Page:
P_RePTiLe· PReP - Lizard of Reason
Ok, for starters, not all dx10 games runs out of the box, eventhough many can be made to run. that is true.You "can" run games in Linux, and even DX10 games, yeah. But what's keeping you from buying a Windows copy?
The weird thing is... you can spend thousands on your computer but not $100 on a new Windows license.
That's point one.
Point two: Linux can do lots of things. True. But when it comes to expensive components running Linux (like Xeon servers and stuffs), it's mostly for scientific and business stuffs... Unless you're totally broke after buying all of your other PC components and cannot afford a copy of Windows. This is just repeating point one from a different angle... but again... free softwares for the most powerful computer you can possibly afford just doesn't sound right. Unless you're putting it to entertainment purposes... then that's a different reason altogether, and please do mind that the majority of computers in the world (Mac and PC included along with other kinds) are for business and other purposes than entertainment... mainly.
Point three: does Linux run ALL DirectX 10 games PERFECTLY the way they should run on Windows? And I'm not going to mention DirectX 11. And games should be the least on my list though it's one of the reasons. The problem is that under Linux, no matter how good the distribution, it would be very troublesome if drivers don't keep up. You can modify the drivers yourself but that's getting a bit too advanced, beyond the "bleeding edge" and into the "pioneer" level. Same goes for softwares though again, you can add support for something yourself. Same thing holds for Windows but you do not have to worry about adding the support yourself. People do it for you. Linux softwares are more frequently updated, but the quality might not be able to keep up with some softwares on PCs which only have occasional large updates instead of small updates that may potentially break other stuffs. I don't wanna go in-depth about the new kernels of Ubuntu... :innocent: but trust me... they ain't been great.
Last point: how many "casual" users in the world do you think... is using a "bleeding edge" distribution of Linux? :innocent:
And your point about drivers and the likes is moot, linux supports a whole lot more than windows does in that department, even if it has a few holes due to manufacturers not interested in either sharing code or making their own propriety-drivers.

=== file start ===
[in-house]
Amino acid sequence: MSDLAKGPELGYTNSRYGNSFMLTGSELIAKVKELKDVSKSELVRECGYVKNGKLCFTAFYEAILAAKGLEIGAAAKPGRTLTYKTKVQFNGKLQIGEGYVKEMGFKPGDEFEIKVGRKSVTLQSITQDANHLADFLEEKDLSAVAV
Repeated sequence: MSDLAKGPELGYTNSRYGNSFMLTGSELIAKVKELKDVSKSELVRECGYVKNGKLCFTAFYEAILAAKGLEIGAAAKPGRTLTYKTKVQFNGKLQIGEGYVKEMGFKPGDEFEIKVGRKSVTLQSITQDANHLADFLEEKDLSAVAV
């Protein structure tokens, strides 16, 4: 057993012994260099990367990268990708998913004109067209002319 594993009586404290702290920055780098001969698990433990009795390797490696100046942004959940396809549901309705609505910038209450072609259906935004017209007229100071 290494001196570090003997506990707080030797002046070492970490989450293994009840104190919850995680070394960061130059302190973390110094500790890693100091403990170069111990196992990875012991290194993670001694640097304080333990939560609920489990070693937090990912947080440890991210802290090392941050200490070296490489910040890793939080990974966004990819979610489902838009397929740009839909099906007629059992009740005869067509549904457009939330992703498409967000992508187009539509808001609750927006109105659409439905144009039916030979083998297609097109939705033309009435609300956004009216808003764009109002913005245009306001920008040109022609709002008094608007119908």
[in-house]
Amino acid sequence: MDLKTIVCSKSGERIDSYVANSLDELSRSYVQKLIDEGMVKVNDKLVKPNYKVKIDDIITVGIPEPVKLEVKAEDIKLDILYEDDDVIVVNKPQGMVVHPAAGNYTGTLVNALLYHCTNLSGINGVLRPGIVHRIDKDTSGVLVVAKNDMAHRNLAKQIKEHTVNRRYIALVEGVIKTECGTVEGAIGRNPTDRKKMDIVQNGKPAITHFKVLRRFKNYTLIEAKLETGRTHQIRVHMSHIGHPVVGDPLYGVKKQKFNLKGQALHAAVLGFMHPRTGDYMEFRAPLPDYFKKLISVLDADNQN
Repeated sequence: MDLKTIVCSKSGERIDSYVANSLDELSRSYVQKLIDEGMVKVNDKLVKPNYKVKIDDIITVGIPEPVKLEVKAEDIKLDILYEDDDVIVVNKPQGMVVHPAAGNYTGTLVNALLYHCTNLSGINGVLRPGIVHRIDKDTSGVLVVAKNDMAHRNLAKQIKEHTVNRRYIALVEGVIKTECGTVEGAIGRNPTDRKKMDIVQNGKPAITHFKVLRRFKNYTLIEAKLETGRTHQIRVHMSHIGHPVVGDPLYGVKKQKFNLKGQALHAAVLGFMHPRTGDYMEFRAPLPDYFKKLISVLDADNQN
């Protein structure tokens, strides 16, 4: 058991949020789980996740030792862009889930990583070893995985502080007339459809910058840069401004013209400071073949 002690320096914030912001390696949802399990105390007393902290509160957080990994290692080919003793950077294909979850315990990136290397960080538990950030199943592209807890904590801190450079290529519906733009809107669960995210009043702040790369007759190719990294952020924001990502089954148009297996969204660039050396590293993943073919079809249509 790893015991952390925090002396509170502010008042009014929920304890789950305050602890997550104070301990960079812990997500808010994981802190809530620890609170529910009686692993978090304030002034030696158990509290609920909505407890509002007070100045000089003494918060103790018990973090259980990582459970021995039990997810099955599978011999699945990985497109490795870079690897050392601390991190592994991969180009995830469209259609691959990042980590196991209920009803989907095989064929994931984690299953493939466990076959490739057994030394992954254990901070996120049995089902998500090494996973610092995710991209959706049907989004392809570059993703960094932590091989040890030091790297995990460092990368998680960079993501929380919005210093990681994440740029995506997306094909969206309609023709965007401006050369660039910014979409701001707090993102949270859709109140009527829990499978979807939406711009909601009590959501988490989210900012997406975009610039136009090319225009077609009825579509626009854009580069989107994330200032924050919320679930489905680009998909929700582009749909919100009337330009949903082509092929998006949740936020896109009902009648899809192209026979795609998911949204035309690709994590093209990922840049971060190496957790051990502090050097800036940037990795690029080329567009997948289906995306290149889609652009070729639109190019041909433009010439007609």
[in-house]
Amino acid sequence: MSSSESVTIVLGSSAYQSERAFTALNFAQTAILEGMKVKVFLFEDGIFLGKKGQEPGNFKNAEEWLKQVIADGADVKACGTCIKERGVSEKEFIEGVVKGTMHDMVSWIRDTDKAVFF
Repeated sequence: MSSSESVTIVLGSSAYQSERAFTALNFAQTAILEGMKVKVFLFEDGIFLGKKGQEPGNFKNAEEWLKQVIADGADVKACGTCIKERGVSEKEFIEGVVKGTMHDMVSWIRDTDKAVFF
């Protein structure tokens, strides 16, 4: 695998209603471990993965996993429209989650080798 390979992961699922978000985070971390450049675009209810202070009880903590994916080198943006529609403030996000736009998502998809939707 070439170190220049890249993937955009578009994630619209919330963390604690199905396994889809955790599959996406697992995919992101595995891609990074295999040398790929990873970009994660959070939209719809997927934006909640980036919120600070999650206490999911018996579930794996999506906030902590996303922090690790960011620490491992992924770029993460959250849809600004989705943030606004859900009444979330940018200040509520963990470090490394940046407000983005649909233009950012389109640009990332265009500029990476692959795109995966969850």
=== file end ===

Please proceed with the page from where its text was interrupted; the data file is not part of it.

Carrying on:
But for instance, my dual core system with an nvidia card is not at all behind windows in drivers in any way with linux,
the point is that all the new fancy stuff is very much interesting in following trough linux
(at least in more bleeding-edge dists who doesn't have a 6 month release schedule like for instance ubuntu.)
The newest Nvidia-beta-drivers comes up on AUR almost instantly - as do alot of new concepts and ideas, as they also do on linux in general.
And all the multi-threaded experiement builds and others, there is alot of interesting things going on right now, in everything from games to multimedia-apps, browsers and other common usage stuff. If you just look around, so new hardware, new ideas, a powerful machine with new parts is very much a go for linux in particular.
In fact, the largest reason for me in running my arch-linux-system is to tinker and try all the new stuff which comes out, so it is very much exactly the other way around, running new hardware on linux makes a lot of sense.
KDE 4.3+ is one example, it is much more "advanced" or "flashy" or "progressive" than windows 7, both visually and performance wise. And that says a bit since win 7 is not a bad OS at all, and has borrowed much of it's ideas both from linux-systems and mac os from what i can tell, since i use it all.
As for things breaking, they do in all os-versions, on all platforms from time to time, running xp or win7 is not problem free either, so that part of the debate is quite moot.
A big difference though is that any problem makes more sense to the end user in linux, as you can easily find out what made what break, and go about fixing it yourself when that happens. All you have to muster is reading, for instance the change/release-log of the new version of the kernel you use, if that was your point
Updates is always a choice for another point.
And for your last statement, i'd say not many.
But in truth that was not the comment you made for starters which is what i opposed, which was about linux being sort of pointless for other than scientific projects and the likes.
And that is the sole point i meant to explain wrong
Now, I'll drop this, since it is not polite to go os/dist/wars about something in a thread with another topic Less we go PM, Let's just shake hands on disagreeing and take joy in the fact that we all can have choices